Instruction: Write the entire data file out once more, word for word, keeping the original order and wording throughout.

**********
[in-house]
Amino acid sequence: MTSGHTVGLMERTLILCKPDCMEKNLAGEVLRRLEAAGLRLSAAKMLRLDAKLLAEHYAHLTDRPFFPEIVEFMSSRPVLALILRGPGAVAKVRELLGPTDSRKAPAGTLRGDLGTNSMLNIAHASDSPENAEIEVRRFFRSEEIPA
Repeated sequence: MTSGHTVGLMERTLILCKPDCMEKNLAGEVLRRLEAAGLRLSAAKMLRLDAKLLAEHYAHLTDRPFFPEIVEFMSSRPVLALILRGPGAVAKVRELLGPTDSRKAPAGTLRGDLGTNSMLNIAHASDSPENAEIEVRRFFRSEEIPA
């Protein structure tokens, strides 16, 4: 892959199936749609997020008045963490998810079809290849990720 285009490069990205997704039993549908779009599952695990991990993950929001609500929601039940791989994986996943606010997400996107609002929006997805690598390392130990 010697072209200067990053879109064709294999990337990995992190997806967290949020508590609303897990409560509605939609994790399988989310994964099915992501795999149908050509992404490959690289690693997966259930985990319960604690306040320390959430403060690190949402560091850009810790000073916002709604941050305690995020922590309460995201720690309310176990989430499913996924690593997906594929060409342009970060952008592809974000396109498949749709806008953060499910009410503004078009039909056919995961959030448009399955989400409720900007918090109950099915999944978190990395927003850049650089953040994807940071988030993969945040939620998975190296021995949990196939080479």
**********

[in-house]
Amino acid sequence: MTSGHTVGLMERTLILCKPDCMEKNLAGEVLRRLEAAGLRLSAAKMLRLDAKLLAEHYAHLTDRPFFPEIVEFMSSRPVLALILRGPGAVAKVRELLGPTDSRKAPAGTLRGDLGTNSMLNIAHASDSPENAEIEVRRFFRSEEIPA
Repeated sequence: MTSGHTVGLMERTLILCKPDCMEKNLAGEVLRRLEAAGLRLSAAKMLRLDAKLLAEHYAHLTDRPFFPEIVEFMSSRPVLALILRGPGAVAKVRELLGPTDSRKAPAGTLRGDLGTNSMLNIAHASDSPENAEIEVRRFFRSEEIPA
């Protein structure tokens, strides 16, 4: 892959199936749609997020008045963490998810079809290849990720 285009490069990205997704039993549908779009599952695990991990993950929001609500929601039940791989994986996943606010997400996107609002929006997805690598390392130990 010697072209200067990053879109064709294999990337990995992190997806967290949020508590609303897990409560509605939609994790399988989310994964099915992501795999149908050509992404490959690289690693997966259930985990319960604690306040320390959430403060690190949402560091850009810790000073916002709604941050305690995020922590309460995201720690309310176990989430499913996924690593997906594929060409342009970060952008592809974000396109498949749709806008953060499910009410503004078009039909056919995961959030448009399955989400409720900007918090109950099915999944978190990395927003850049650089953040994807940071988030993969945040939620998975190296021995949990196939080479």